|Fasil Ghebbi, Gondar Region|
|Name as inscribed on the World Heritage List|
|Inscription||1979 (3rd Session)|
Fasil Ghebbi (Royal Enclosure) is the remains of a fortress-city within Gondar, Ethiopia, that was founded by Emperor Fasilides (Fasil) and was the home of Ethiopia's emperors in the 17th and 18th centuries. Its unique architecture shows diverse influences including Nubian, Arab, and Baroque styles. The site was inscribed as a UNESCO World Heritage Site in 1979. Ghebbi is an Amharic word for a compound or enclosure.
The complex of buildings includes Fasilides' castle, Iyasu's palace, Dawit's Hall, a banqueting hall, stables, Empress Mentewab's castle, a chancellery, library and three churches: Asasame Qeddus Mikael, Elfin Giyorgis and Gemjabet Mariyam.
The origins of the Fasil Ghebbi can be found in the old tradition of the Ethiopian emperors to travel around their possessions, living off the produce of the peasants and dwelling in tents. Reflecting this connection, this precinct was frequently referred to as a katama ("camp" or "fortified settlement") or makkababya, the name applied to the imperial camp in the Royal Chronicle of Baeda Maryam.
Emperor Fasilides broke with this tradition of progressing through the territories, and founded the city of Gondar as his capital; its relative permanence makes the city historically important. Within the capital, he commanded the construction of an imposing edifice, the Fasil Gemb or Fasilides castle. The area around the Fasil Gemb was delineated by a wall with numerous gates. Subsequent emperors built their own structures, many of which survive either in whole or part today. Visiting the Fasil Ghebbi in the late 1950s, Thomas Pakenham observed that "dotted among the palaces are what remains of the pavilions and kiosks of the imperial city".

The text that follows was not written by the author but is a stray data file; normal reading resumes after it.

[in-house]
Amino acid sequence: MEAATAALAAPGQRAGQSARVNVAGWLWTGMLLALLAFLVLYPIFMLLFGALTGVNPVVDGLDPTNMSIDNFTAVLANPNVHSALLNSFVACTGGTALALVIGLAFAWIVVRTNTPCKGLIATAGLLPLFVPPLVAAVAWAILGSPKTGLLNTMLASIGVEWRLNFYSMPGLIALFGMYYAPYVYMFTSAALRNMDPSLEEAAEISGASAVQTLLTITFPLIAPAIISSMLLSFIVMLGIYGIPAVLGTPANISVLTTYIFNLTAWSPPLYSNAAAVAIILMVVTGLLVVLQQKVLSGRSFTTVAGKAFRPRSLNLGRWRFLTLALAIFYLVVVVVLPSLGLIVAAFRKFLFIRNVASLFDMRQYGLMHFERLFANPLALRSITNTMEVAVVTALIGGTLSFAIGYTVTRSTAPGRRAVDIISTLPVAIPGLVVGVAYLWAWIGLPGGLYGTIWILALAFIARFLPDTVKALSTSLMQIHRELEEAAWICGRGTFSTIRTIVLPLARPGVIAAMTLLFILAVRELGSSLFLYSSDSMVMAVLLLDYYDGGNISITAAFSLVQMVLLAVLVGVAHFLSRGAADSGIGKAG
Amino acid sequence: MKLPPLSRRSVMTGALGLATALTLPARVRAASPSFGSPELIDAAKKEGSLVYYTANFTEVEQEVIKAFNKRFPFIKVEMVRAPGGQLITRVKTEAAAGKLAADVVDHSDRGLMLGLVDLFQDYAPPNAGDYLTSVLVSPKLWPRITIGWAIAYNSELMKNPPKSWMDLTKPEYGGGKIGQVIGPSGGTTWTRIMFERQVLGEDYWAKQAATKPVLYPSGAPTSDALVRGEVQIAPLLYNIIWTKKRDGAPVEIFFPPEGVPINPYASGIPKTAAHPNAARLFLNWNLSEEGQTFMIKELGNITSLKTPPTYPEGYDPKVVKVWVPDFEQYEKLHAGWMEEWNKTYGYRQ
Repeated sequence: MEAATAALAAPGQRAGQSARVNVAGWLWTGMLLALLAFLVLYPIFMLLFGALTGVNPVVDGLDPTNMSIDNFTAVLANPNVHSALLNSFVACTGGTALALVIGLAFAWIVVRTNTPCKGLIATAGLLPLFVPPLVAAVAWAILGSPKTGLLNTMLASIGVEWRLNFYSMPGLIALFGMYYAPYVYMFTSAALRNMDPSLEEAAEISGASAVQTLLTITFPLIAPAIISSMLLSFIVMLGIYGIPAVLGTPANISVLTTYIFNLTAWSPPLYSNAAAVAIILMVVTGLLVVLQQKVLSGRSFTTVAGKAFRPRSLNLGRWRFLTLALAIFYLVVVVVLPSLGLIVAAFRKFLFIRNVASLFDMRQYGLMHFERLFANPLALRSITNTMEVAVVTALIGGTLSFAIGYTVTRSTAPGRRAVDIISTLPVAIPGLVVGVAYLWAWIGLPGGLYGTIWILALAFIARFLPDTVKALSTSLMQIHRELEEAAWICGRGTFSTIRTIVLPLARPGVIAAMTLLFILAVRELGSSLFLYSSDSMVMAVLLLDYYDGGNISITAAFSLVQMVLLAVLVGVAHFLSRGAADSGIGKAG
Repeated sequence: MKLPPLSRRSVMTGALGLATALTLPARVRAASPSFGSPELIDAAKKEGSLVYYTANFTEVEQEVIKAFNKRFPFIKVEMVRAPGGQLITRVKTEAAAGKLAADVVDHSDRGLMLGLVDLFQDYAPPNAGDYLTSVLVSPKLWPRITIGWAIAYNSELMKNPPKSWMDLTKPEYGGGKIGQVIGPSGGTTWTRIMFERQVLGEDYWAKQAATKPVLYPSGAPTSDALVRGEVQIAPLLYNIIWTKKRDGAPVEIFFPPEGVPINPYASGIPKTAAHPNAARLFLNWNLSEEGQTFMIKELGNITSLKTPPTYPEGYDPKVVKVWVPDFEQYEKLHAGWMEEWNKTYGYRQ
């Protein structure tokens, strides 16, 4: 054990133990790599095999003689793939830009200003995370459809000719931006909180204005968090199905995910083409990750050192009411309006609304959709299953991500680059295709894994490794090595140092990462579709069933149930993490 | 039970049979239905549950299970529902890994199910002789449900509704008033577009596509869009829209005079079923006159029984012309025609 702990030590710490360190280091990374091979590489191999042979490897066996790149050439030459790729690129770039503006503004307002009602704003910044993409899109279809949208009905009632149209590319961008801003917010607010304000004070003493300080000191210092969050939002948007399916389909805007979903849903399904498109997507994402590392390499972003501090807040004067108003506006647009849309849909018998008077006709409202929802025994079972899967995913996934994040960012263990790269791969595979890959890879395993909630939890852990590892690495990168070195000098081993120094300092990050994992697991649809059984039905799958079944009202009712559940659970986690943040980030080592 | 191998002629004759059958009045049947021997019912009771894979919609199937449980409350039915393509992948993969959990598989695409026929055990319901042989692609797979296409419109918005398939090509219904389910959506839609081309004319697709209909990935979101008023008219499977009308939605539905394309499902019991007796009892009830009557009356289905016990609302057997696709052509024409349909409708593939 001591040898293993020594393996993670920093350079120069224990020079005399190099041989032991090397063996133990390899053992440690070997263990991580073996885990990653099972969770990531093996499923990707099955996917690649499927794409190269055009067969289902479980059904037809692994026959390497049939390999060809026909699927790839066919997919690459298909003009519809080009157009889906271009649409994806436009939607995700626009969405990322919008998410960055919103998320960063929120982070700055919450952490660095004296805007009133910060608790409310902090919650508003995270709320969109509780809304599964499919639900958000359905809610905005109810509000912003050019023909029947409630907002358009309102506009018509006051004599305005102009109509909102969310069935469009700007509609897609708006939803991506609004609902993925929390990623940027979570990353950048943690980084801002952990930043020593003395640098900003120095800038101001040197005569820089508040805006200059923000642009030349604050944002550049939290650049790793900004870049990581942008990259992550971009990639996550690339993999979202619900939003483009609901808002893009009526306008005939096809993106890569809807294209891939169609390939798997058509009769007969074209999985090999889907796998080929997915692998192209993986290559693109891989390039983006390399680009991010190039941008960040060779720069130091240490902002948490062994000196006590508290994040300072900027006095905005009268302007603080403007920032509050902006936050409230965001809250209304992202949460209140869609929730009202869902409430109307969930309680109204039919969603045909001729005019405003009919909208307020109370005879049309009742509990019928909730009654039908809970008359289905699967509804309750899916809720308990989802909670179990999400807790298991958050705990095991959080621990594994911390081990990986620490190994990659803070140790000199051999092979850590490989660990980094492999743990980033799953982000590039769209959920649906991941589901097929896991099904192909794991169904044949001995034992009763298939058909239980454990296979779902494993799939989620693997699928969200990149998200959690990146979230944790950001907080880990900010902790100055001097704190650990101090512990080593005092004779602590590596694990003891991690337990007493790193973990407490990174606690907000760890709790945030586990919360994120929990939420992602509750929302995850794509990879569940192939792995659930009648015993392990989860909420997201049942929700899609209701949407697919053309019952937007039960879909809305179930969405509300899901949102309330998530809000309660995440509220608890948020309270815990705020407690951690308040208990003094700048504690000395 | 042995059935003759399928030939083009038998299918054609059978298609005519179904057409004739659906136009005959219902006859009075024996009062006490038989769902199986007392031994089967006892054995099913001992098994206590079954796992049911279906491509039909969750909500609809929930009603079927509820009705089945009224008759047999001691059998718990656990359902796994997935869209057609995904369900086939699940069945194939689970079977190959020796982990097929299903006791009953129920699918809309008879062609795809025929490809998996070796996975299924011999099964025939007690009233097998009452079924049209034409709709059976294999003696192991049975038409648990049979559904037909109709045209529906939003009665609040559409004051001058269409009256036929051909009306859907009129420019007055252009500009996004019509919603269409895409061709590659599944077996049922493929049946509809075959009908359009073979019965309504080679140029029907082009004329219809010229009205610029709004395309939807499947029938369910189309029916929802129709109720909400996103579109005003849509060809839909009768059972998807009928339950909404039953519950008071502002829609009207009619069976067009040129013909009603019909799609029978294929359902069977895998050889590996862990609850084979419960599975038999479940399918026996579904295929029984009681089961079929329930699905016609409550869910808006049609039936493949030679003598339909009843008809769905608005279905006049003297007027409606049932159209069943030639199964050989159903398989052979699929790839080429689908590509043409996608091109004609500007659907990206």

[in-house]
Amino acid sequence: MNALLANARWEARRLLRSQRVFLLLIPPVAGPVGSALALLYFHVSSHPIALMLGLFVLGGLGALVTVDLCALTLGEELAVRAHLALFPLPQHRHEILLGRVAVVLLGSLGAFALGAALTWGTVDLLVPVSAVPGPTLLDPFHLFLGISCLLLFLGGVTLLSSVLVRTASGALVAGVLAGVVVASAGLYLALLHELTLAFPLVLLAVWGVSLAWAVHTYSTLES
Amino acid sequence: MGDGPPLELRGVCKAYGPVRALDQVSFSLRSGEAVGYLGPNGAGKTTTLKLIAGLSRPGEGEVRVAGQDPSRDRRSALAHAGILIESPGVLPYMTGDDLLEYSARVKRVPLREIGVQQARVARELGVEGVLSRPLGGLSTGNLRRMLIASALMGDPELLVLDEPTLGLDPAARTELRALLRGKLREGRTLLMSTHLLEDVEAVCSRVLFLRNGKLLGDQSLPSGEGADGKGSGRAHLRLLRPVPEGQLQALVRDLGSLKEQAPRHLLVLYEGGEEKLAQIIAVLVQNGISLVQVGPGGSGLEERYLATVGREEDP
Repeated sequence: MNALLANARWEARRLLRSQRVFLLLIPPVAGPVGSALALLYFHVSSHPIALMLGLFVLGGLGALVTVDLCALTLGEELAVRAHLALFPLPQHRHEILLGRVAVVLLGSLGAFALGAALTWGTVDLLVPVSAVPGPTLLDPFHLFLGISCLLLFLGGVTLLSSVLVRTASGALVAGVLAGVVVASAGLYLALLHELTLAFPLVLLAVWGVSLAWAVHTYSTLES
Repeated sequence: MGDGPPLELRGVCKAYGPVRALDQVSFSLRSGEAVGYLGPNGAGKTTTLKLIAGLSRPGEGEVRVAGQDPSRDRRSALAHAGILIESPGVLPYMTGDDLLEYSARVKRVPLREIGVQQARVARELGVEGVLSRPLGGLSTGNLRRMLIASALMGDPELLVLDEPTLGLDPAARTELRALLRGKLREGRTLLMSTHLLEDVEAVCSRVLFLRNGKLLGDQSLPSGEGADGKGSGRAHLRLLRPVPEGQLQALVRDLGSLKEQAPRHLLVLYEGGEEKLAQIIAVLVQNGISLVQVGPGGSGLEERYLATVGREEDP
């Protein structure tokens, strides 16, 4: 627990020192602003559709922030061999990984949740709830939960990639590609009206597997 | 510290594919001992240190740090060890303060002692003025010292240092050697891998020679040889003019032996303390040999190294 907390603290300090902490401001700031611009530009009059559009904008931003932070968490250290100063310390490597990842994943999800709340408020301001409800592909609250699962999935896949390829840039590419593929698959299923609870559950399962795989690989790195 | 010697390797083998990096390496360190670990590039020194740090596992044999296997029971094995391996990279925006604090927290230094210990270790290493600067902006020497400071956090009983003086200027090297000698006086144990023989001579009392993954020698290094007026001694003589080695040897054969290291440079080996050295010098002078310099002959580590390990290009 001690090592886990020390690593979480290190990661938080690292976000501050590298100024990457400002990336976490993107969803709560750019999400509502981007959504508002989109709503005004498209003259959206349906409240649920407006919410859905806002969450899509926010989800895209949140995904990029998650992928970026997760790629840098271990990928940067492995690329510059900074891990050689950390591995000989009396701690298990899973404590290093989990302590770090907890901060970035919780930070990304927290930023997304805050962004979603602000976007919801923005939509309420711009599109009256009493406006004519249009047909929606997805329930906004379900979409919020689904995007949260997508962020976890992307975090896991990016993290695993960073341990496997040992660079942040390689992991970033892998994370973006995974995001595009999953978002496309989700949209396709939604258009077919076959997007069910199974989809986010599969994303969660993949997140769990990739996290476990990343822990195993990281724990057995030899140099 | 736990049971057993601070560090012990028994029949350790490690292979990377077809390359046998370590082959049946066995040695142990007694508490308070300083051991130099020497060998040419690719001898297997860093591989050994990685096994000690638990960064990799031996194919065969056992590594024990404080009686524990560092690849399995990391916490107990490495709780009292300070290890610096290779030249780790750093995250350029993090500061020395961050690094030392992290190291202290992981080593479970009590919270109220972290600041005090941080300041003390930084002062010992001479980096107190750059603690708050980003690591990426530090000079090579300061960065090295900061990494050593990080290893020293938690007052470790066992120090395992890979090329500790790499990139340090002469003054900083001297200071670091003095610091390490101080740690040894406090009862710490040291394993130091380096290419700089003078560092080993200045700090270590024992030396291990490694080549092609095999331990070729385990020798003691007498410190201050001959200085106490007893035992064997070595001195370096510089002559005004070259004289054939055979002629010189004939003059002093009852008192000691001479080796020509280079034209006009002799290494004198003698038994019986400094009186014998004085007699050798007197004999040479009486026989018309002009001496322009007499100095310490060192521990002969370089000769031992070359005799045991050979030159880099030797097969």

Fasil Ghebbi covers an area of about 70,000 square meters. To its south lies Adababay, the market place of Gondar, where imperial proclamations were made, troops presented, and criminals executed; it is currently a city park.
Dawit's Hall is in the northern part of the enclosure, adjacent to the building attributed to Bakaffa and the church of Asasame Qeddus Mikael. Often referred to as the "House of Song", Munro-Hay notes that this may be due to a misreading of the Amharic zofan bet ("House of the Divan" or "House of the Throne") as zafan bet ("House of Song"). Munro-Hay describes it as a "substantial one-storey building with a round tower at the southeast corner", with traces of a smaller round tower at the northeast corner and traces of a square tower at the northwest corner "most of which has collapsed." The interior of the building is a single long hall, which "the usual arched windows and doorways provided light and access". As of 2002[update], Dawit's Hall lacks a roof.
Fasil Ghebbi is enclosed by a curtain wall which is pierced by twelve gates. These are, in counter-clockwise order: Fit Ber (also called Jan Tekle Ber) opening onto Adababay; Wember Ber (Gate of the Judges); Tazkaro Ber (Gate of Funeral Commemoration), which had a bridge destroyed by fighting during the reign of Iyasu II; Azaj Tequre Ber (Gate of Azaj Tequre), which once was connected by a bridge to Adababay Tekle Haymanot church; Adenager Ber (Gate of the Spinners), which was linked by a bridge to Qeddus Rafael church in the weaver's section of Gondar; Qwali Ber (Gate of the Queen's Attendants), next to the modern entrance to Elfin Giyorgis church inside the Enclosure; Imbilta Ber (Gate of the Musicians); Elfign Ber (Gate of the Privy Chamber), which gave access to the private apartments of the Fasil Ghebbi; Balderas Ber (Gate of the Commander of the Cavalry); Ras Ber (Gate of the Ras), also known as Qwarenyoch Ber (Gate of the Qwara people); Ergeb Ber (Gate of Pigeons), also known as Kechin Ashawa Ber (Gate of the Gifts); Inqoye Ber (Gate of Princess Inqoye, the mother of Empress Mentewab; and Gimjabet Mariyam Ber (Gate of the Treasury of Mary), which leads to the churchyard of Gimjabet Mariyam church.
- Appleyard, David (2013). Colloquial Amharic (2nd ed.). Routledge.
- Munro-Hay, Ethiopia, the unknown land: a cultural and historical guide (London: I.B. Tauris, 2002), p. 118
- Richard Pankhurst, The Ethiopians: A History (Oxford: Blackwell, 2001), pp. 109f
- Pakenham, The Mountains of Rasselas (New York: Reynal & Co., 1959), p. 42
- Munro-Hay, Ethiopia, pp. 114f
- Munro-Hay, Ethiopia, pp. 126-128
- Munro-Hay, Ethiopia, pp. 118-120